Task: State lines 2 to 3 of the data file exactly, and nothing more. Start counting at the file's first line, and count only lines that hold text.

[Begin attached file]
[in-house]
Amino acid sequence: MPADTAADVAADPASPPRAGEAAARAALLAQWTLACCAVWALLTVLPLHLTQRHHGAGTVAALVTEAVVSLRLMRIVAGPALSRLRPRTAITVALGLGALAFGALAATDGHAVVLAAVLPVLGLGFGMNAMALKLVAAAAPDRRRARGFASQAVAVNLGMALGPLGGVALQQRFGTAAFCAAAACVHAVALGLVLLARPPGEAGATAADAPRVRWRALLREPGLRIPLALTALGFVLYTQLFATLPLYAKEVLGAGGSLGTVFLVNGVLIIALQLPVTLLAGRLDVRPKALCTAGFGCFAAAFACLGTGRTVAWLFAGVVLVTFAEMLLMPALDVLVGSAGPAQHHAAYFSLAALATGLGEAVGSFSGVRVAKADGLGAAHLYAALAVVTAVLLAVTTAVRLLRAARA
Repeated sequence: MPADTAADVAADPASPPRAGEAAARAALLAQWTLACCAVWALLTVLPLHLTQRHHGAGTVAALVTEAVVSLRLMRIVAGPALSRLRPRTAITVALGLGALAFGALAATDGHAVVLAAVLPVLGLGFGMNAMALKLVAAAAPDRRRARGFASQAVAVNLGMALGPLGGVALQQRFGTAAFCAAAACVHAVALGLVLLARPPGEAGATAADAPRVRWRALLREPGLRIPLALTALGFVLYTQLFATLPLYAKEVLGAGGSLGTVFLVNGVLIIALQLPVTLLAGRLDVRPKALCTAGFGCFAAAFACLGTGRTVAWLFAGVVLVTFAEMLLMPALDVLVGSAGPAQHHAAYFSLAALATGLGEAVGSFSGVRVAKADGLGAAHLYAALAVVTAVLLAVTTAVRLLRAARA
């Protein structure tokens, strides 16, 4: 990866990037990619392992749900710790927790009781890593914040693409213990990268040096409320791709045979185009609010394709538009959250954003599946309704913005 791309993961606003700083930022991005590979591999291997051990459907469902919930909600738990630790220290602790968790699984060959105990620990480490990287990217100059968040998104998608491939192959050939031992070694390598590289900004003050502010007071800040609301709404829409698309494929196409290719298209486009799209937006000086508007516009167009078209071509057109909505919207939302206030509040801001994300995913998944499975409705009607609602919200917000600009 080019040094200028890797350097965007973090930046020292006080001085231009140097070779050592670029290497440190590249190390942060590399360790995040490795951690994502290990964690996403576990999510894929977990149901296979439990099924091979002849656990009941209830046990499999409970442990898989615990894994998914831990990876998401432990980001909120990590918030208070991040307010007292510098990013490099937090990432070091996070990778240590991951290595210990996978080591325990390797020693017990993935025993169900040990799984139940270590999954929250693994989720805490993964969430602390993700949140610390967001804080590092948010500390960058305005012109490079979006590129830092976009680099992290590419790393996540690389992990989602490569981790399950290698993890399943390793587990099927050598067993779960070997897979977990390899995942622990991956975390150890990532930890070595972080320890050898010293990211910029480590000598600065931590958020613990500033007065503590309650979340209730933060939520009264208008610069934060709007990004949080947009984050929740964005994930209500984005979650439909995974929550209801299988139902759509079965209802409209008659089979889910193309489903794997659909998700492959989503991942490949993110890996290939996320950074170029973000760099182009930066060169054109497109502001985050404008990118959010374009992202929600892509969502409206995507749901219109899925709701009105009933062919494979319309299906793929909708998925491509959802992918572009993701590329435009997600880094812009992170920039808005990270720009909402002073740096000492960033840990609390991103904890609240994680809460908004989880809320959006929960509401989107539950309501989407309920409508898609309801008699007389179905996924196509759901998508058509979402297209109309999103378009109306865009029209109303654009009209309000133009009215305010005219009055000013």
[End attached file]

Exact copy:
Amino acid sequence: MPADTAADVAADPASPPRAGEAAARAALLAQWTLACCAVWALLTVLPLHLTQRHHGAGTVAALVTEAVVSLRLMRIVAGPALSRLRPRTAITVALGLGALAFGALAATDGHAVVLAAVLPVLGLGFGMNAMALKLVAAAAPDRRRARGFASQAVAVNLGMALGPLGGVALQQRFGTAAFCAAAACVHAVALGLVLLARPPGEAGATAADAPRVRWRALLREPGLRIPLALTALGFVLYTQLFATLPLYAKEVLGAGGSLGTVFLVNGVLIIALQLPVTLLAGRLDVRPKALCTAGFGCFAAAFACLGTGRTVAWLFAGVVLVTFAEMLLMPALDVLVGSAGPAQHHAAYFSLAALATGLGEAVGSFSGVRVAKADGLGAAHLYAALAVVTAVLLAVTTAVRLLRAARA
Repeated sequence: MPADTAADVAADPASPPRAGEAAARAALLAQWTLACCAVWALLTVLPLHLTQRHHGAGTVAALVTEAVVSLRLMRIVAGPALSRLRPRTAITVALGLGALAFGALAATDGHAVVLAAVLPVLGLGFGMNAMALKLVAAAAPDRRRARGFASQAVAVNLGMALGPLGGVALQQRFGTAAFCAAAACVHAVALGLVLLARPPGEAGATAADAPRVRWRALLREPGLRIPLALTALGFVLYTQLFATLPLYAKEVLGAGGSLGTVFLVNGVLIIALQLPVTLLAGRLDVRPKALCTAGFGCFAAAFACLGTGRTVAWLFAGVVLVTFAEMLLMPALDVLVGSAGPAQHHAAYFSLAALATGLGEAVGSFSGVRVAKADGLGAAHLYAALAVVTAVLLAVTTAVRLLRAARA